However, it’s worth noting that a large amount of those tuition increases between 2001 and 2011 are attributed to cuts in taxpayer funding to the UW System, to allow the total amount of funding and quality for the UW System to stay somewhat consistent. That has not been the case in the Age of Fitzwalkerstan, as the UW’s documentation said the one-time benefit savings of Act 10 didn’t come close to making up the difference in tuition that was required as a result of Gov Walker’s first budget cut in 2011 (it’s on Page 21 of that LFB tuition paper). Now the cut of $250 million for 2015-17 has been installed along with the tuition freeze for those two years, meaning that despite general taxpayer funding being around $50 million less for the UW System vs 2013, tuition hasn’t been able to be raised to make up that difference, let alone pay for higher costs over the last 4 years.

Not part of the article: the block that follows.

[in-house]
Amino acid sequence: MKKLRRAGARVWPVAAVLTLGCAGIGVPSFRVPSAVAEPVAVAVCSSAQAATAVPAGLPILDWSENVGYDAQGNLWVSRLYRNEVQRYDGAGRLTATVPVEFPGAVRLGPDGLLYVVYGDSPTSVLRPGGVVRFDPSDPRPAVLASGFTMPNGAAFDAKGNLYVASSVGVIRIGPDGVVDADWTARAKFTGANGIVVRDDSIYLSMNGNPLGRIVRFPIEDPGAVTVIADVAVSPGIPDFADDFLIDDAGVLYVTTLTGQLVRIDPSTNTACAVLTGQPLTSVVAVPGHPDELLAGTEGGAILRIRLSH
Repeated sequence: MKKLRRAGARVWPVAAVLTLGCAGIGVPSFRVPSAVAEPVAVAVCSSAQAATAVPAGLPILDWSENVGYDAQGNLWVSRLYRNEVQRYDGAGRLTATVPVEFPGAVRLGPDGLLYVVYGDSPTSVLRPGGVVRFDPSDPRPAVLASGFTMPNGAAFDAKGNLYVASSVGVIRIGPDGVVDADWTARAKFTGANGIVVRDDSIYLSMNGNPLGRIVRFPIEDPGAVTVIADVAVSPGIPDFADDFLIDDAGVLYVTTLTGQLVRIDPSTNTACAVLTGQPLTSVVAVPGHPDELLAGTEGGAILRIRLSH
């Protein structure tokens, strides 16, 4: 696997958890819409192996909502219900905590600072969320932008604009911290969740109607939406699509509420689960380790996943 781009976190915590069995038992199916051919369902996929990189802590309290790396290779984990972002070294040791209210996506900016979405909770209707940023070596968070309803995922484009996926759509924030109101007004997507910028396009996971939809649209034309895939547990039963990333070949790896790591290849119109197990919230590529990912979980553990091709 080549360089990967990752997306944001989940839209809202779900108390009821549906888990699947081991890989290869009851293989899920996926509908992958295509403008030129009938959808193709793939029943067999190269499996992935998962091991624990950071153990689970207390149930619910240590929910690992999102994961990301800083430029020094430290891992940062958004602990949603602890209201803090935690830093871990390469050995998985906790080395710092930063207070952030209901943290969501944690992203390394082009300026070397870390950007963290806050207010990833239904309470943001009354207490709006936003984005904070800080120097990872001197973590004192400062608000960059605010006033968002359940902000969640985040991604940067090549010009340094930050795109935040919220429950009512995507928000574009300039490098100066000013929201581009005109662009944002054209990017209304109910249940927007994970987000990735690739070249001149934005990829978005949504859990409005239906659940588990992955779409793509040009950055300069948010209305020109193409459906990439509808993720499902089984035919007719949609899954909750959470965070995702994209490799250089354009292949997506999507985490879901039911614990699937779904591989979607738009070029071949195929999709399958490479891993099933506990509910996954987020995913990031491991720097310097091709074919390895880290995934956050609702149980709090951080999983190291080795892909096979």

Walker’s claim also assumes that the UW would have used the tuition to offset increased costs in wages and benefits for their faculty and staff, but those increases have been far smaller in the post-Act 10 world, so there wouldn’t be a need to raise tuition as much anyway. In fact, it seems quite likely that had Walker decided to adequately fund the UW System since 2011, tuition increases could also have been mitigated or outright avoided. These same goals of putting a lid on tuition would have been able to be done without sacrificing the UW System’s quality and potentially reducing access to programs, both of which hamstring the earning ability of students once they get out of college, and their chances of growing the state’s economy.